Kourosh Meshgi


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Q-Learning Scheduler for Multi Task Learning Through the use of Histogram of Task Uncertainty
Kourosh Meshgi | Maryam Sadat Mirzaei | Satoshi Sekine
Proceedings of the 7th Workshop on Representation Learning for NLP

Simultaneous training of a multi-task learning network on different domains or tasks is not always straightforward. It could lead to inferior performance or generalization compared to the corresponding single-task networks. An effective training scheduling method is deemed necessary to maximize the benefits of multi-task learning. Traditional schedulers follow a heuristic or prefixed strategy, ignoring the relation of the tasks, their sample complexities, and the state of the emergent shared features. We proposed a deep Q-Learning Scheduler (QLS) that monitors the state of the tasks and the shared features using a novel histogram of task uncertainty, and through trial-and-error, learns an optimal policy for task scheduling. Extensive experiments on multi-domain and multi-task settings with various task difficulty profiles have been conducted, the proposed method is benchmarked against other schedulers, its superior performance has been demonstrated, and results are discussed.

Uncertainty Regularized Multi-Task Learning
Kourosh Meshgi | Maryam Sadat Mirzaei | Satoshi Sekine
Proceedings of the 12th Workshop on Computational Approaches to Subjectivity, Sentiment & Social Media Analysis

By sharing parameters and providing task-independent shared features, multi-task deep neural networks are considered one of the most interesting ways for parallel learning from different tasks and domains. However, fine-tuning on one task may compromise the performance of other tasks or restrict the generalization of the shared learned features. To address this issue, we propose to use task uncertainty to gauge the effect of the shared feature changes on other tasks and prevent the model from overfitting or over-generalizing. We conducted an experiment on 16 text classification tasks, and findings showed that the proposed method consistently improves the performance of the baseline, facilitates the knowledge transfer of learned features to unseen data, and provides explicit control over the generalization of the shared model.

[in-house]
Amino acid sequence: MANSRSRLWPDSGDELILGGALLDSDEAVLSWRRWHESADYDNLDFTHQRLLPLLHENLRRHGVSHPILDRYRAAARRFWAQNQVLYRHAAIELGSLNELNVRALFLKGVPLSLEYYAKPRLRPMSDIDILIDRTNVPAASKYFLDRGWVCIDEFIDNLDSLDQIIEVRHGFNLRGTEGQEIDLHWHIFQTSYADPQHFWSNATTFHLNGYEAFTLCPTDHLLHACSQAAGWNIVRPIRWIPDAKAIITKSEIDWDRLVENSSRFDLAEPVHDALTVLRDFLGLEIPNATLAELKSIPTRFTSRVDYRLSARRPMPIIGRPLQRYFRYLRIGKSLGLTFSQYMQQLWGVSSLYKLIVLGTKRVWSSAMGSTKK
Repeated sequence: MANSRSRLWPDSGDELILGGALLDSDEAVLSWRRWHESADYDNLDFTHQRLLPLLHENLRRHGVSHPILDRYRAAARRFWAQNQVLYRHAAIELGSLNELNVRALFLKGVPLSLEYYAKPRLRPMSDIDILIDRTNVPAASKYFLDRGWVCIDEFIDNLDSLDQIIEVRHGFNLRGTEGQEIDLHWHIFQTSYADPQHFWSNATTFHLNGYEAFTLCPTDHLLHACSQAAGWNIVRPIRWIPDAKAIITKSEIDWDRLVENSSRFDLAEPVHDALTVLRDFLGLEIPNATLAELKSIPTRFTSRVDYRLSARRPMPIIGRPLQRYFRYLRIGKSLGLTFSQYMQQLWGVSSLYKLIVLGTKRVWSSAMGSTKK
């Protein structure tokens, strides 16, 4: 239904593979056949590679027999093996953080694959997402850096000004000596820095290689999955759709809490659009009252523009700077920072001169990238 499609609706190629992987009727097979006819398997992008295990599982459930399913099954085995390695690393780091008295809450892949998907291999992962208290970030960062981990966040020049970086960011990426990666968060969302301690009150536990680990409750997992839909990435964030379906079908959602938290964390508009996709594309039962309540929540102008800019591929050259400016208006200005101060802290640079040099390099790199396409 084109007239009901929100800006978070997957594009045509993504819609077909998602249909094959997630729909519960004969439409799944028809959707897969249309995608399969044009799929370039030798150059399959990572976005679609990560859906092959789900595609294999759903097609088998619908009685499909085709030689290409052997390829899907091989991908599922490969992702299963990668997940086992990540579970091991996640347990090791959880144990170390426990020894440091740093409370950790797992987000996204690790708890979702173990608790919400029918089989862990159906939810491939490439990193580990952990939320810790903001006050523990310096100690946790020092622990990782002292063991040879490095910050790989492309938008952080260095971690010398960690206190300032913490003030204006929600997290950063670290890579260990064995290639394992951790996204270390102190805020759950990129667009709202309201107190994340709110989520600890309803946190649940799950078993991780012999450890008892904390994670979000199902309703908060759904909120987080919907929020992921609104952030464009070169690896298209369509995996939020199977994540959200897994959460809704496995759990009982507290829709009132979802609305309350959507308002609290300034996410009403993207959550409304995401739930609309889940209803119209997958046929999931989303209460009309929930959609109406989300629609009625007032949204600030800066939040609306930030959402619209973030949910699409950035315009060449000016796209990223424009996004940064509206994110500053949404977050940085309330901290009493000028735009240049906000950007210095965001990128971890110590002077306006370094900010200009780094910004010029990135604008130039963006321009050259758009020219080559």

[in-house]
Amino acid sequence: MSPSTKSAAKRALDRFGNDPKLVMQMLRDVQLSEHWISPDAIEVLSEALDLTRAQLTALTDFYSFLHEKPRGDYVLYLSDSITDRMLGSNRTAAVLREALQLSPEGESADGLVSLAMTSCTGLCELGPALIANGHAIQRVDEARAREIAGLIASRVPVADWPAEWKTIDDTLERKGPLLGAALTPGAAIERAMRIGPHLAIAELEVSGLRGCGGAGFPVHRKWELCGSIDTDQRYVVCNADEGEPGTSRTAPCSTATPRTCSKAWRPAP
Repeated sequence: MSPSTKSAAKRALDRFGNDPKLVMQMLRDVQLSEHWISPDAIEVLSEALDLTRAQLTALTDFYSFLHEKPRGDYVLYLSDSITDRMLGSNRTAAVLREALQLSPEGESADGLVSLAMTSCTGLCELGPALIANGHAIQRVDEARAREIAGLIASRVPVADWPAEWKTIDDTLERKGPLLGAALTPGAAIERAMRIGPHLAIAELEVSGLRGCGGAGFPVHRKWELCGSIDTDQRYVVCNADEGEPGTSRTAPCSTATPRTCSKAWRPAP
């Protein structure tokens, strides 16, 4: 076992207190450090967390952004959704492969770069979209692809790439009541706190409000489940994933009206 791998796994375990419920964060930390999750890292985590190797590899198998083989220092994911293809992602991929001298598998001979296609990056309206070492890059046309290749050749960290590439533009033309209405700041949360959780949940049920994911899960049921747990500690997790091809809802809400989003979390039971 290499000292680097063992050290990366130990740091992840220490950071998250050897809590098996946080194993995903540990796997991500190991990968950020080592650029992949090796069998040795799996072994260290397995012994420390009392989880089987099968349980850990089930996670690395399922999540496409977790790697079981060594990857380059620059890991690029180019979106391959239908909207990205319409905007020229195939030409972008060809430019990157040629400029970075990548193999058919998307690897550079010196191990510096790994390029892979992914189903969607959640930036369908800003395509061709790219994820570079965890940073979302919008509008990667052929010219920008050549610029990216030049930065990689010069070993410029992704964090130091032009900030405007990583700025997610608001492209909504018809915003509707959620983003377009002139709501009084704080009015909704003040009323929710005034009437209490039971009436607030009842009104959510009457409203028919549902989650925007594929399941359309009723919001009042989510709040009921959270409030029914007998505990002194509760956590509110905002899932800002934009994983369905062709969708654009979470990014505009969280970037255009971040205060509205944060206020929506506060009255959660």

Automatic Speech Recognition Errors as a Predictor of L2 Listening Difficulties
Maryam Sadat Mirzaei | Kourosh Meshgi | Tatsuya Kawahara
Proceedings of the Workshop on Computational Linguistics for Linguistic Complexity (CL4LC)

This paper investigates the use of automatic speech recognition (ASR) errors as indicators of the second language (L2) learners’ listening difficulties and in doing so strives to overcome the shortcomings of Partial and Synchronized Caption (PSC) system. PSC is a system that generates a partial caption including difficult words detected based on high speech rate, low frequency, and specificity. To improve the choice of words in this system, and explore a better method to detect speech challenges, ASR errors were investigated as a model of the L2 listener, hypothesizing that some of these errors are similar to those of language learners’ when transcribing the videos. To investigate this hypothesis, ASR errors in transcription of several TED talks were analyzed and compared with PSC’s selected words. Both the overlapping and mismatching cases were analyzed to investigate possible improvement for the PSC system. Those ASR errors that were not detected by PSC as cases of learners’ difficulties were further analyzed and classified into four categories: homophones, minimal pairs, breached boundaries and negatives. These errors were embedded into the baseline PSC to make the enhanced version and were evaluated in an experiment with L2 learners. The results indicated that the enhanced version, which encompasses the ASR errors addresses most of the L2 learners’ difficulties and better assists them in comprehending challenging video segments as compared with the baseline.


Meta-level Statistical Machine Translation
Sajad Ebrahimi | Kourosh Meshgi | Shahram Khadivi | Mohammad Ebrahim Shiri Ahmad Abady
Proceedings of the Sixth International Joint Conference on Natural Language Processing